• In the previous example, the application uses a set of rules to determine which images to feature more prominently than other images. In some embodiments, the application identifies images that are tagged with one or more types of markings (e.g., a caption, keyword, favorite tag) and scales these images to occupy multiple grid cells. To scale the tagged images, the application of some embodiments performs a first pass of selected images (e.g., a collection of images, a range of images) to create a list (e.g., a list of images). The application then performs a second pass to swap positions of one image that is tagged with a particular marking with another image that is not tagged with the marking.
  • FIG. 8 provides an illustrative example of swapping images in the list 525. Two operational stages 805 and 815 of the application are shown in this figure. This figure will be described by reference to FIG. 9 that conceptually illustrates a process 900 that some embodiments use to swap images in the list. In some embodiments, the process 900 is performed by the image organizing and editing application. The process 900 begins when it identifies (at 905) an image in the list occupying multiple grid cells. In some embodiments, the process 900 identifies a position that is specified as a large image position and then identities the image at that position.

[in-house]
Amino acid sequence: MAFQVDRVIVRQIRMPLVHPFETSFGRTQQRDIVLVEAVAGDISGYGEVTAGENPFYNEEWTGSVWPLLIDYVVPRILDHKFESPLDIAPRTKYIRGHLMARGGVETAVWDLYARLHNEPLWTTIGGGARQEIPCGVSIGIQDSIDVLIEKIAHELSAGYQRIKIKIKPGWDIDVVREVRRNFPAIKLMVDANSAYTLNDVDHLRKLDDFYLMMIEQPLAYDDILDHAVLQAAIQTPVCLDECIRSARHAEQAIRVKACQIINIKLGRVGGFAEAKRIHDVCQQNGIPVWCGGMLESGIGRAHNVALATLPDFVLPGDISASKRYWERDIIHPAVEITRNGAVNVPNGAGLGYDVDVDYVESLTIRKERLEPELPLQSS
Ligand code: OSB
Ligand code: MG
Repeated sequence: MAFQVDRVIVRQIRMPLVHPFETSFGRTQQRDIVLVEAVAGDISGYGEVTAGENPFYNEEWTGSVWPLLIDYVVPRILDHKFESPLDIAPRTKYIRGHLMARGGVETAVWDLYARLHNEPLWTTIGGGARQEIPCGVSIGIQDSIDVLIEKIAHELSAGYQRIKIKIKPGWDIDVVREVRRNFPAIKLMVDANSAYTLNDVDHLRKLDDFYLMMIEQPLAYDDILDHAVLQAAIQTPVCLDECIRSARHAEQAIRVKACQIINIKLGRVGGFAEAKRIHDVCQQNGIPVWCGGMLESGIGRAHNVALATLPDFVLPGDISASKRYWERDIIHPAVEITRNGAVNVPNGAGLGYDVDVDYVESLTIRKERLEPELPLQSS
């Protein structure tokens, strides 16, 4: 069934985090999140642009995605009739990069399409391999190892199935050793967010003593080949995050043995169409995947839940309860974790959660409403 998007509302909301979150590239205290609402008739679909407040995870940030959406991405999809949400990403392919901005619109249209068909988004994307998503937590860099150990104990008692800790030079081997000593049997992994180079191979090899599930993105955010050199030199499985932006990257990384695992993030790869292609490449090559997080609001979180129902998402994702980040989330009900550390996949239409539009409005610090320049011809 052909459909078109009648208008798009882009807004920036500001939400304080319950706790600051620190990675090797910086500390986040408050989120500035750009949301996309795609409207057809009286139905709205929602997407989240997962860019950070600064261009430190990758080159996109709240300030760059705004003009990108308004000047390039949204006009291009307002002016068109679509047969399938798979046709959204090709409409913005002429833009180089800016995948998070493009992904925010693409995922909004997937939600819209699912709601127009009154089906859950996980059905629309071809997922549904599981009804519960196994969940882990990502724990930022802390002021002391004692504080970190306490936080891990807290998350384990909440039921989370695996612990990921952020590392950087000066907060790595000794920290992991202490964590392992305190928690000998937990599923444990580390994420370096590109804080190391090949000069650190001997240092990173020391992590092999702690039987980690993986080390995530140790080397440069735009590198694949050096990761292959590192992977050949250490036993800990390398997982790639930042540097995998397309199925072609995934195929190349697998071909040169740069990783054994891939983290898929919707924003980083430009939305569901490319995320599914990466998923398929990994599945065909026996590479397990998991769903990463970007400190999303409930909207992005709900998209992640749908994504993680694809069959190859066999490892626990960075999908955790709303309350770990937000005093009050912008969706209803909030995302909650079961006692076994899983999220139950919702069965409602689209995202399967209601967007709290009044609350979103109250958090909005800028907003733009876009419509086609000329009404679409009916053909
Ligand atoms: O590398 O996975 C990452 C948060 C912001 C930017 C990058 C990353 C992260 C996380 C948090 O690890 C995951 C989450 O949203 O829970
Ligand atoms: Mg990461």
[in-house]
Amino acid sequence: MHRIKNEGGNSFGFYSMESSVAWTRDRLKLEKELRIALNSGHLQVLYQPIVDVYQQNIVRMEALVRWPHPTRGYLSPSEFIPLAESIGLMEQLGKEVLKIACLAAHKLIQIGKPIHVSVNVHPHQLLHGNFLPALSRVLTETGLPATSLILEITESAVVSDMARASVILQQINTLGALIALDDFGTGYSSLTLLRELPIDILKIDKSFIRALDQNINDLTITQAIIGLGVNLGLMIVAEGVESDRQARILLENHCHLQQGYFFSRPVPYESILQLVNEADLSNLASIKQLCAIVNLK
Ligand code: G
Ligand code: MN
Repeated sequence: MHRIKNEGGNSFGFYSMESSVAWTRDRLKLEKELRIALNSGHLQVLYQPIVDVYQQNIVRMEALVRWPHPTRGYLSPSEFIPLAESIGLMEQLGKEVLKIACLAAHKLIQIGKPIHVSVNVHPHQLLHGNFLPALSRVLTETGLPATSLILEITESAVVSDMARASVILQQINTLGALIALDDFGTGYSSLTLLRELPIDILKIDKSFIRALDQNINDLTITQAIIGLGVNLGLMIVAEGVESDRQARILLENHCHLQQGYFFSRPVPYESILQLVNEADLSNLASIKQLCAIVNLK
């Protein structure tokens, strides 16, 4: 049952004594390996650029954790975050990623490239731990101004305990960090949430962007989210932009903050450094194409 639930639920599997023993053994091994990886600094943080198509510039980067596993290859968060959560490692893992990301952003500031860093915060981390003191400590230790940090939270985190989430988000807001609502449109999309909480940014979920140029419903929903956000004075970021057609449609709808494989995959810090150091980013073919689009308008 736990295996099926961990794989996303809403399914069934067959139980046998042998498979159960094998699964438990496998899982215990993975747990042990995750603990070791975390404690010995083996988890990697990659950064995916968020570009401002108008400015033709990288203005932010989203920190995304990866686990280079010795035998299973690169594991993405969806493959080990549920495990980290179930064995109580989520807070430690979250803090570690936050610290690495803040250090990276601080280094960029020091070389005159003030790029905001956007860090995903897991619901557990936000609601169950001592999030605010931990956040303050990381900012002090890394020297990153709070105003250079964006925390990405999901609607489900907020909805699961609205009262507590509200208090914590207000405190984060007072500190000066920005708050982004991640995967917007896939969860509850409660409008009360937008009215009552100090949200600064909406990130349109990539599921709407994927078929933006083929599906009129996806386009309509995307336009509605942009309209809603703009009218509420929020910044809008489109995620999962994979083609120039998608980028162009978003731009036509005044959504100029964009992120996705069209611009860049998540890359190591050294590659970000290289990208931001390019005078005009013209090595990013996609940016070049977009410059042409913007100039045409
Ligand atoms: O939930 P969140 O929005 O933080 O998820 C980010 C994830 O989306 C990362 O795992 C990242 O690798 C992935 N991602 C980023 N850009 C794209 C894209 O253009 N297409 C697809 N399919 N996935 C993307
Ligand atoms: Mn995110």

• Referring to FIG. 8, the first stage 805 shows the list 525. The list includes several positions that occupy multiple grid cells. Specifically, the first image 501 has been defined to be a three by three image, and the fourth image 504 to be a two by two image. In some embodiments, the process 900 performs the second pass by sequentially identifying each of these two images starting with the first image 501.
  • As shown in FIG. 9, the process 900 then determines (at 910) whether the identified image is associated with a particular tag. If so, the process 900 proceeds to 930, which is described below. Otherwise, the process 900 determines (at 915) whether another nearby image (e.g., an adjacent image) in the list is tagged with the particular tag. In some embodiments, the process might analyze only a previous image or a next image. Alternatively, the process 900 might first analyze the previous image and then analyze the next image when the previous image is not tagged with the particular tag, or vice versa. When the adjacent image is tagged, the process 900 identifies (at 920) the tagged image.
  • In the example illustrated in FIG. 8, the first image 501 is not associated with a caption or the favorite tag. Here, the application identifies that the second image 502 on the list is tagged with the favorite tag. In some embodiments, the application first analyzes the second image and not a previous image because the image 501 is the first image on the list and has no previous image. When an adjacent image is not tagged, the application might analyze other nearby images such as the third image 503.
  • Referring to FIG. 9, the process 900 swaps (at 925) the position of the identified images. The process 900 then determines (930) whether any other images are occupying multiple cells. When there is another image, the process 900 returns to 905, which is described above. Otherwise, the process 900 ends.
  • The second stage 810 of FIG. 8 illustrates that several images have been swapped in the list 525. Specifically, the application has identified that the second image 502 is tagged with the favorite tag, and swapped the position of the second image with the first image 501. Similarly, the application has identified that the third image 503 is associated with a caption, and swapped the position of the third image with the fourth image 504.